Careful Planning Can Create Livable Communities
From May 18–20, Madison, Wisconsin, hosted a conference to generate discussion on ways that citizens can become more involved in the “smart” growth of their communities. The event, titled “Nolen to Now: Neighborhood Design for a Sustainable Region,” honored landscape architect John Nolen, whose influential urban plans at the turn of the last century carefully blended businesses, homes, and natural features. Although Nolen died in 1937, his blueprints for Madison and other U.S. cities, including West Palm Beach and San Diego, remain an inspiration to those who ascribe to the “new urbanism” approach to development planning.
New urbanism is typically centered on a transportation hub and involves interconnected, pedestrian-friendly layouts, more-efficient use of space, and mixed-use buildings for businesses, offices, and residences. Cities and towns built on the new urbanism approach are typically people-centered instead of car-centered and have denser housing units, which tend to be more energy efficient and leave space for parks and other natural areas. With transportation accounting for a quarter of global greenhouse gas emissions, and the United States the world’s largest emitter of these gases, the growing popularity of the design trend could ultimately play a role in slowing climate change.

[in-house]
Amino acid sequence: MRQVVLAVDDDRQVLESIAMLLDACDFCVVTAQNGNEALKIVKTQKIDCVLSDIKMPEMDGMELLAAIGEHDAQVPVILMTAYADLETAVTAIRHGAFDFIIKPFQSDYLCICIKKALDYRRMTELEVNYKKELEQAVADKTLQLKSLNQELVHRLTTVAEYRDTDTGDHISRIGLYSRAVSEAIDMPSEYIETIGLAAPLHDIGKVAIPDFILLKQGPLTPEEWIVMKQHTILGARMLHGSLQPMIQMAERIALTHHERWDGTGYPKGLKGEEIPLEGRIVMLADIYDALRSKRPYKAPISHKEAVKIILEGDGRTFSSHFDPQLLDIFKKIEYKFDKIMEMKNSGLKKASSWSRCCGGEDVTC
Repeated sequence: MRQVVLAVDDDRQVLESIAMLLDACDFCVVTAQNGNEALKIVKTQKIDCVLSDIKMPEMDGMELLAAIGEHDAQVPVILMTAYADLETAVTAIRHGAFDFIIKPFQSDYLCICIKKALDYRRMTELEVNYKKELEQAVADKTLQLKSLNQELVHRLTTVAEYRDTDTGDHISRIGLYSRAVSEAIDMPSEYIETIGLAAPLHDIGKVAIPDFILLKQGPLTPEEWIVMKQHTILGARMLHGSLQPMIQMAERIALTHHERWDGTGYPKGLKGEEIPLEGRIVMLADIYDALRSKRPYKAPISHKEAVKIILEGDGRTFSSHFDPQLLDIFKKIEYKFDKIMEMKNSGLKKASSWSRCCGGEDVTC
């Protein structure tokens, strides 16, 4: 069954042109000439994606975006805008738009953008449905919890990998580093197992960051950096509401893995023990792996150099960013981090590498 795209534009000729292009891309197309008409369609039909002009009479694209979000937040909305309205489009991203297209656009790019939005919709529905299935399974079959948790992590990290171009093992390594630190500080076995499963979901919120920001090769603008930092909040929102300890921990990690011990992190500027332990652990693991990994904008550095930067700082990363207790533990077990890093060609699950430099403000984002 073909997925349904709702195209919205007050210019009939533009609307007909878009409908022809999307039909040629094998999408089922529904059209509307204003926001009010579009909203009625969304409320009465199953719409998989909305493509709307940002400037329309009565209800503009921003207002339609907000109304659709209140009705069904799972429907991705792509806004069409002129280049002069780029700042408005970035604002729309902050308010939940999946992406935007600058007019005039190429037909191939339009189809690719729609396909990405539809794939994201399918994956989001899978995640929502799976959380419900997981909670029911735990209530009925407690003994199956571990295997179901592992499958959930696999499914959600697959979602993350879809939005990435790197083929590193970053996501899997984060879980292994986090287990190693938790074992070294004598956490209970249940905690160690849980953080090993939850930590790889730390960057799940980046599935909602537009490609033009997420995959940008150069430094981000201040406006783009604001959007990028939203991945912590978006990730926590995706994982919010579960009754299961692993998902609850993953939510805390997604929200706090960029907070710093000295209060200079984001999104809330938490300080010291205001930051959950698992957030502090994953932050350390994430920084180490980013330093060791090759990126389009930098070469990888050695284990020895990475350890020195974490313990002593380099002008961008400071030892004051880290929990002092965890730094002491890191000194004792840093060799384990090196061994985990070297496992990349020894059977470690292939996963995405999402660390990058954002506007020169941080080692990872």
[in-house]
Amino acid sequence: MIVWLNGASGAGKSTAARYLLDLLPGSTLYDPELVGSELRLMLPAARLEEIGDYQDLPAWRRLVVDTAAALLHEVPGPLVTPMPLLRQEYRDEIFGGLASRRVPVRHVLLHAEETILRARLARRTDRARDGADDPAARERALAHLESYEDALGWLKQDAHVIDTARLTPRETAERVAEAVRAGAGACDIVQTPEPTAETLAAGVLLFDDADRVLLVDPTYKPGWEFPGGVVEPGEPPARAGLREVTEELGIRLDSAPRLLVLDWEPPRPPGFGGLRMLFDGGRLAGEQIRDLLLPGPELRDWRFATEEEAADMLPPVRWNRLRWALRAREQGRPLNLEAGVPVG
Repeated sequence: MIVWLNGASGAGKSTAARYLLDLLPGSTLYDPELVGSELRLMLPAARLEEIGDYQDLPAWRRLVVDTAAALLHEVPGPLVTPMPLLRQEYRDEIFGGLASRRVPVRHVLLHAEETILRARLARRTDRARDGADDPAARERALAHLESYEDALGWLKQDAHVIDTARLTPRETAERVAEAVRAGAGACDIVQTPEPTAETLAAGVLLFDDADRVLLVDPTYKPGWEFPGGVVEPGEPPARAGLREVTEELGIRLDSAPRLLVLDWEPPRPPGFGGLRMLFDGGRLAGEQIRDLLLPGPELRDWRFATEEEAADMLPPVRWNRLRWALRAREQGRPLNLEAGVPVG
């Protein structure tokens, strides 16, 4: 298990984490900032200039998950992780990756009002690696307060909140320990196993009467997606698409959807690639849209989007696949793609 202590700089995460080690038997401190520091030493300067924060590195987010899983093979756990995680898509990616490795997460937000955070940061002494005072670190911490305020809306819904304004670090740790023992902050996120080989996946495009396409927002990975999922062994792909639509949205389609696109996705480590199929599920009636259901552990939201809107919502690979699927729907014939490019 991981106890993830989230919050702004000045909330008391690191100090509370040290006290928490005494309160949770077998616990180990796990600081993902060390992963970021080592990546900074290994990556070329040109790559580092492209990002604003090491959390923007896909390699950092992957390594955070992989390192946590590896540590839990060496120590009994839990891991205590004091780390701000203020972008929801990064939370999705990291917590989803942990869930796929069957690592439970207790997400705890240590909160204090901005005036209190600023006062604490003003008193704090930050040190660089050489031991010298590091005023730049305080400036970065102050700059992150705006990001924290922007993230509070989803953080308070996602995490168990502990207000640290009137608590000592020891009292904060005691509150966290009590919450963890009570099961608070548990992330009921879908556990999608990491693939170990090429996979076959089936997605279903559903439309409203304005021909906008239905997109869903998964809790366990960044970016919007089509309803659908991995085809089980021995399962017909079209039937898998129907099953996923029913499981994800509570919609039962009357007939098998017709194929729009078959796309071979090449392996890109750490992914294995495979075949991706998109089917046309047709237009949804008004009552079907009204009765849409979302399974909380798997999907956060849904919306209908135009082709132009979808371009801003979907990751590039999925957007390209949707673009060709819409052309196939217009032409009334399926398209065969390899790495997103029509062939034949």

The Madison conference emphasized the value of community planning “charettes,” meetings that involve local residents, urban design consultants, landscape architects, and other stakeholders. With a tangible blueprint of their future neighborhoods, residents have an alternative to the plans developers propose, and the two parties can engage in discourse with a better understanding of each other’s perspectives.
For More Information:
To learn more about new urbanism and related events taking place around the world, visit www.newurbanism.org.
This story was produced by Eye on Earth, a joint project of the Worldwatch Institute and the blue moon fund. View the complete archive of Eye on Earth stories, or contact Staff Writer Alana Herro at aherro [AT] worldwatch [DOT] org with your questions, comments, and story ideas.